in reply to Discipline
This worked well for me as a chessplayer (formerly a top-ranked junior) and seems to now as a programmer (I graduated college with a 4.45 GPA :). In chess, I would often work much harder than those around me. I usually didn't go out much the week before a tournament (or two weeks sometimes), spent about 2 hours a day studying and playing games. I once spent 6 months reading a single chess book ("How to Reassess Your Chess", by Silman), but it was an excellent learning experience. I ended up quitting playing competitively though when I realized that the committment it would take to get where I wanted far exceeded my desire to get there, kinda like rchiav says.
I do the same for programming, but tend not to read books twice through as often anymore. I did spend about 1.5 months on reading Learning Perl though, carefully going through almost all the exercises, and here again, patience and desire paid off: I picked up a lot from it.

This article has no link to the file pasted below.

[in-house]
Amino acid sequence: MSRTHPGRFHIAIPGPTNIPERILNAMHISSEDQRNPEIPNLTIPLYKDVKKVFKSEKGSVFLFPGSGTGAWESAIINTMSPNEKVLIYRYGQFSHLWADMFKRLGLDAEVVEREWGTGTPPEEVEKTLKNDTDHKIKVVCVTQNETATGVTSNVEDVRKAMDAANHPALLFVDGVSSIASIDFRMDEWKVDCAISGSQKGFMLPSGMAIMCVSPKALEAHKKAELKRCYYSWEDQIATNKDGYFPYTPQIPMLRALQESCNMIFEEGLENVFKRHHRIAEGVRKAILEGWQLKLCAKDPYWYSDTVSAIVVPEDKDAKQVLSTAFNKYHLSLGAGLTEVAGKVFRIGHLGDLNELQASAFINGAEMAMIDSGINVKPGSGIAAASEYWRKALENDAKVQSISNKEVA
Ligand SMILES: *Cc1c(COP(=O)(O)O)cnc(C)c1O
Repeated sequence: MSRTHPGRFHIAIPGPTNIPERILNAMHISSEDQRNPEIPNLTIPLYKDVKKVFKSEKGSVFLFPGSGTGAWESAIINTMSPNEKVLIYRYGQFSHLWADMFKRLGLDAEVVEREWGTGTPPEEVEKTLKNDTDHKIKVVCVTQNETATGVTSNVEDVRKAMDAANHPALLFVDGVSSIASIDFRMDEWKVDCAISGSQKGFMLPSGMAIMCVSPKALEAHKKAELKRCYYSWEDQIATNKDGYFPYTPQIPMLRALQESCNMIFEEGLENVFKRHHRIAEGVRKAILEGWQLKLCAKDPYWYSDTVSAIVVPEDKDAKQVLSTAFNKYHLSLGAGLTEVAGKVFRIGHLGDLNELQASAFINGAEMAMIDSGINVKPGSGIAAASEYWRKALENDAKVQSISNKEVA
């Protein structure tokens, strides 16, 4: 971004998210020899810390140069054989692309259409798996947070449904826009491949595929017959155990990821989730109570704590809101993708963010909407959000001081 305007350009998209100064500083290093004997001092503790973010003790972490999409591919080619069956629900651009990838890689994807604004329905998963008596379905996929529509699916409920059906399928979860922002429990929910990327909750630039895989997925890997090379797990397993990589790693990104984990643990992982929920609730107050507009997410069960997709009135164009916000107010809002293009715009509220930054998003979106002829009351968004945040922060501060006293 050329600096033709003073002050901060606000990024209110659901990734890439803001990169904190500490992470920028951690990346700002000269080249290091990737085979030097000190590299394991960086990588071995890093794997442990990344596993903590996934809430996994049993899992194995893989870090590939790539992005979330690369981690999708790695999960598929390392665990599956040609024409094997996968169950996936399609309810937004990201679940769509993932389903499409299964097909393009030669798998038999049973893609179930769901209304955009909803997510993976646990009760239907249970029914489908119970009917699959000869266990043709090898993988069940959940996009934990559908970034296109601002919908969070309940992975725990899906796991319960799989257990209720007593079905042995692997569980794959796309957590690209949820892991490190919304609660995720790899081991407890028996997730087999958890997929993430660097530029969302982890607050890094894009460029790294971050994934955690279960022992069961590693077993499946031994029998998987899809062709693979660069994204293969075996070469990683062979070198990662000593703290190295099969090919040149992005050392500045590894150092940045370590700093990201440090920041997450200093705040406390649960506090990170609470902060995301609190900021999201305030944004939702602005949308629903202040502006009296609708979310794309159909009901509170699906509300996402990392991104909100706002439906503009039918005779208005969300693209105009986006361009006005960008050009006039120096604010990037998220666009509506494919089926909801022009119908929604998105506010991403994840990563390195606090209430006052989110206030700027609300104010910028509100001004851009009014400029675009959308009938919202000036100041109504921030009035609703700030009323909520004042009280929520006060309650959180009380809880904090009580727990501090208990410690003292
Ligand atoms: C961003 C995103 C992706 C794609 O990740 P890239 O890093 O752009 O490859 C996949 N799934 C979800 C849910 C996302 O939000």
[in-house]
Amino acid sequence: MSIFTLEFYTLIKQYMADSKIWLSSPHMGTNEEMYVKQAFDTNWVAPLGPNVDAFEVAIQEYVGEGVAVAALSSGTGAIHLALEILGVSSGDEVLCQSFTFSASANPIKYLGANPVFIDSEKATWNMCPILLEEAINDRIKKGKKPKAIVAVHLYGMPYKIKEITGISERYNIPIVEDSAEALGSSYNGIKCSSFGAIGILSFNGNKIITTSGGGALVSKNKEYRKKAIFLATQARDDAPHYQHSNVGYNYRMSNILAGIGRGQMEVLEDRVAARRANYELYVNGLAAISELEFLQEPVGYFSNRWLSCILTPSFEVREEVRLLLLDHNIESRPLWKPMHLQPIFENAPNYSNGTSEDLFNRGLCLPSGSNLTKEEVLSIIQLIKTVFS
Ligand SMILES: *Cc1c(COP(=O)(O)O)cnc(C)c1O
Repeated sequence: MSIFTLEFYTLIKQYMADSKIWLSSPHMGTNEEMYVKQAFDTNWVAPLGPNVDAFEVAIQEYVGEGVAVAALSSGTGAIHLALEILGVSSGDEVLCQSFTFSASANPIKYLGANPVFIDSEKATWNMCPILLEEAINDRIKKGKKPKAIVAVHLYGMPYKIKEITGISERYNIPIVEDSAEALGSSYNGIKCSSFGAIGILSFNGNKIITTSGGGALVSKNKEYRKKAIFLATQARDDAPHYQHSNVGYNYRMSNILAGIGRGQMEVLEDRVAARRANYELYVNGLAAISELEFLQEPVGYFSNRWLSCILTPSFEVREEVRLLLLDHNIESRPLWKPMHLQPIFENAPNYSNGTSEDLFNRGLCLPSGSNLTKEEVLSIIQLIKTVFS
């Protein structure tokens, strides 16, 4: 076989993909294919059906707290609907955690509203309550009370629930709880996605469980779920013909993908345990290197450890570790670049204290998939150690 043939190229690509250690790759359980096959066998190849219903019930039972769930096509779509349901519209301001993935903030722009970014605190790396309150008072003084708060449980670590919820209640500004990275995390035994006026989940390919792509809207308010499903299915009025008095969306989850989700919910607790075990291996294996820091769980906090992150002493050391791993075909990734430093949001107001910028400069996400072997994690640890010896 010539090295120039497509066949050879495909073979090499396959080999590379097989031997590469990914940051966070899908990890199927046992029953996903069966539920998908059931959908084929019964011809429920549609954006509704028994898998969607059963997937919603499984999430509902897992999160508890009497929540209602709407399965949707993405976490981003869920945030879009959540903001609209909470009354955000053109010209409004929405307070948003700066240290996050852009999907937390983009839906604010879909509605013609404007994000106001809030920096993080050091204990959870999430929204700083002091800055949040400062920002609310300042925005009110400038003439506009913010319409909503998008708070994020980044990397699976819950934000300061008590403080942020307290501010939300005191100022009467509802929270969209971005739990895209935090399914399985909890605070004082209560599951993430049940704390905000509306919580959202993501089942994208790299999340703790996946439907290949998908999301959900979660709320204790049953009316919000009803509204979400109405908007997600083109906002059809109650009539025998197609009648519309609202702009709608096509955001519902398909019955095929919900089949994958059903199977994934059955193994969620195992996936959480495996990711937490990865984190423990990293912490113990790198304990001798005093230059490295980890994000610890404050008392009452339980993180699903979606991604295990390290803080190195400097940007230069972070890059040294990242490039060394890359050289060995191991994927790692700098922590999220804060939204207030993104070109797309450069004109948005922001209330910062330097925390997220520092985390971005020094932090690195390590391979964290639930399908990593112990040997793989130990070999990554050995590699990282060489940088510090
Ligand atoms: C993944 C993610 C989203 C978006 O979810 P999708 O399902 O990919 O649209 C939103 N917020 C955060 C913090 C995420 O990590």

Now, in my day job, which pays me to write Powerbuilder (eeeek), I still keep the same work ethic/discipline. My supervisor and I are pretty much the only programmers in the place that actually *gasp* read programming books outside of work. Scary to think that some of the programmers (okay, one I think) I work with don't even KNOW what FTP stands for, and think that XML is a file transfer protocol.
Perhaps they should be disciplined. =]
(If any of my coworkers happen to read this, I'm kidding :)